If you are booking a meeting venue for your conference or business get-together, cut down on unnecessary stress by thinking about your requirements in advance. Spending a little time making a list of wants and needs could save you hours of talk time. Get started with our list of top five things to consider.
When booking a venue, you’ll need to consider where delegates and attendees are coming from. Are they driving from afar within the UK or flying in from abroad? If the meeting is to include international visitors, then the meeting rooms Heathrow has to offer are within easy reach of both the airport and London, for example. Choosing a solution to suit all parties needn’t be difficult.
Does your conference or meeting have to take place on a certain date? Mondays and Fridays tend to be less busy for conference venues, so if you are flexible with dates you could open up a whole host of opportunities. Try to avoid times such as the summer holidays when many people will be unable to attend due to annual leave and other commitments. Ask the venue whether its rates differ from week to week.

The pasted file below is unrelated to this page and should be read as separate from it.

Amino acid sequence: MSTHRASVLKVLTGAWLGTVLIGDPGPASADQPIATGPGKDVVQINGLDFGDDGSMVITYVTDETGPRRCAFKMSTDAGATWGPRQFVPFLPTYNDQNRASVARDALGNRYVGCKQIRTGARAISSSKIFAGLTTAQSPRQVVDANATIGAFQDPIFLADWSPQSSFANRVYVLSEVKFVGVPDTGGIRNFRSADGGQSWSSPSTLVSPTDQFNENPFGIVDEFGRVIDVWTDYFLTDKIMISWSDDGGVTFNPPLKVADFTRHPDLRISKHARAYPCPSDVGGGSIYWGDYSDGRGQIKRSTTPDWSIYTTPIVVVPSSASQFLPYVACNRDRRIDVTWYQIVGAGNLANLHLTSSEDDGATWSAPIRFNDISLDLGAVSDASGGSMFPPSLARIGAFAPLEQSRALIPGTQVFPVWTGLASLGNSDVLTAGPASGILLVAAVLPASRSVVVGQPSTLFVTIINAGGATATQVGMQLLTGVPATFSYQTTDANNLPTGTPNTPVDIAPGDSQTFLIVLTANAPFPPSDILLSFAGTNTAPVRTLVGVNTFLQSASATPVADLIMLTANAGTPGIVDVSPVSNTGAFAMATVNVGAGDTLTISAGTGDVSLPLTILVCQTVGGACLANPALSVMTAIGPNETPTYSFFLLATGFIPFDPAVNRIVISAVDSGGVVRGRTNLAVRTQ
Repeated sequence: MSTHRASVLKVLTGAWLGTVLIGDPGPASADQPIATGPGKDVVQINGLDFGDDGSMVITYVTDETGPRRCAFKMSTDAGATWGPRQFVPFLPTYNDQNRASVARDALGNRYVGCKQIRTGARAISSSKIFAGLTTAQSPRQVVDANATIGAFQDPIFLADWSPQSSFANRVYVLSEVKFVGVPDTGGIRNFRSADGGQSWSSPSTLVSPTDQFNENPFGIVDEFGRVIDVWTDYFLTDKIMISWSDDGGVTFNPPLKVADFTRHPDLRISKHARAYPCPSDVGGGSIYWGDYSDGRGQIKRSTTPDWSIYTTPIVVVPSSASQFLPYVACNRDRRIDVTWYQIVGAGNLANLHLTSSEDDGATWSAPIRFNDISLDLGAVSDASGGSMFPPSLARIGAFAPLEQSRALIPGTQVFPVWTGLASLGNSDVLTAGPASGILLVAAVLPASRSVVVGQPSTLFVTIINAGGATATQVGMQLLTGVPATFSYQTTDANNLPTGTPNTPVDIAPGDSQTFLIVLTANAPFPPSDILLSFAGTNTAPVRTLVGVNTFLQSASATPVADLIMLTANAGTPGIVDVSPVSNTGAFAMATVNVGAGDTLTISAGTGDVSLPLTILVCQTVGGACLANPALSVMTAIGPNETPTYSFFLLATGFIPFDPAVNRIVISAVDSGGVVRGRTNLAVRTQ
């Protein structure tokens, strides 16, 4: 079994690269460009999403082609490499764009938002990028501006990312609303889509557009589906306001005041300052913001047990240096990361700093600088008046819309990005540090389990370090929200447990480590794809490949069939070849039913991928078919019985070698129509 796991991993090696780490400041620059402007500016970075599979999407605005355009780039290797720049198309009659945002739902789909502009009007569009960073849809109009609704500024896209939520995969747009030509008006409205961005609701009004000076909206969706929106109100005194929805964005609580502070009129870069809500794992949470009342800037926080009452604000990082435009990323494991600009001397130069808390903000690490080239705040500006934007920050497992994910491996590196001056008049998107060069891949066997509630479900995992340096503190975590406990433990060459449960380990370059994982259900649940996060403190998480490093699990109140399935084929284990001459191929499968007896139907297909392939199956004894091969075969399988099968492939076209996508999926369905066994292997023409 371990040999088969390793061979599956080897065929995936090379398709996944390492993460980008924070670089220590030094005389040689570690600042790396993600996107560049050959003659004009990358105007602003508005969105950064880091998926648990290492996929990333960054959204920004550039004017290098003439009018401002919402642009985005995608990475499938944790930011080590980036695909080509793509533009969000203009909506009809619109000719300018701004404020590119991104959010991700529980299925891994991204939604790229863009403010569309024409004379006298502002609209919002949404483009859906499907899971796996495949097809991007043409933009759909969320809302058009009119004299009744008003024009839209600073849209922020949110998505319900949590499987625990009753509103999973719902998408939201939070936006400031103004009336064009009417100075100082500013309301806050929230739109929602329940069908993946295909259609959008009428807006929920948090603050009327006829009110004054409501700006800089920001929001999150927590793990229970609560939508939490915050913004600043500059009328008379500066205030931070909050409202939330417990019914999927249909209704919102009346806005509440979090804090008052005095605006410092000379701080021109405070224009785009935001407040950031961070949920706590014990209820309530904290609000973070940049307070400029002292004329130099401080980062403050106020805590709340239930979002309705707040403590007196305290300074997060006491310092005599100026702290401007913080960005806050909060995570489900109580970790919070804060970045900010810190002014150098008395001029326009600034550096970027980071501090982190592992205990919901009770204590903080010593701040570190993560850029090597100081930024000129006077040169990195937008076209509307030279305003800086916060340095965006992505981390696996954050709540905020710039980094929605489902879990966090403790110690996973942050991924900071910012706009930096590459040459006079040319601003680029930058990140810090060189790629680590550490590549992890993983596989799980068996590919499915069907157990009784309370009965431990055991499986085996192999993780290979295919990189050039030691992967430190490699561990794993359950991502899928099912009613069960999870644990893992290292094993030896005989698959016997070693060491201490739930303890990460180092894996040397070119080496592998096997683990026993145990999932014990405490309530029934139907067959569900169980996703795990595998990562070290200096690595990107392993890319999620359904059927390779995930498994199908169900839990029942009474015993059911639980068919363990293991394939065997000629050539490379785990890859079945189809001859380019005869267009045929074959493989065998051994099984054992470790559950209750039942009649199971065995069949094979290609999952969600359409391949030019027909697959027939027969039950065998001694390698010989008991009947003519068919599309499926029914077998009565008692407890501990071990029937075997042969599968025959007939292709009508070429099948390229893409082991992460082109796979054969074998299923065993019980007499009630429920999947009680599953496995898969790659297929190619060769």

Three: Special Requirements
Do any of your delegates have special dietary requirements? Or will they need access to particular rooms or equipment during the meeting or conference? If people are driving to the venue, is there adequate parking for everyone? And is audiovisual equipment supplied by the venue or will you have to bring in an outside contractor to help out? Write a list of your special requirements and make sure you quiz the venue about them upfront. You don’t want to get most of the way down the line of booking a place then find out it can’t deliver what you need.
Four: Size and Budget
How many people are you expecting at your business meeting or conference? And what is your budget for booking the venue? These issues will, above all, dictate which venue you choose. If you find a place but it’s too small or too expensive, then it simply isn’t going to work. Make sure you have your attendee figures to hand and know how much you have to spend before you begin to approach venues. Sharing your budget with venues in advance can also bring rewards — many are keen to secure a booking and will discount heavily just to get your business.
Five: The Small Print
Don’t forget to check the small print with the venue. Do they require a deposit or payment upfront? If so, how much is it? What if fewer people turn up for your event on the day, or more? It is usual for attendance numbers to end up at around ten per cent lower than the expected figure, so if you book for ten per cent fewer people than you expect you could save money. Agree a figure with the venue in case more people turn up. Finally, what if the worst happens and your meeting is postponed or cancelled? Check the venue’s policy so you don’t get caught out.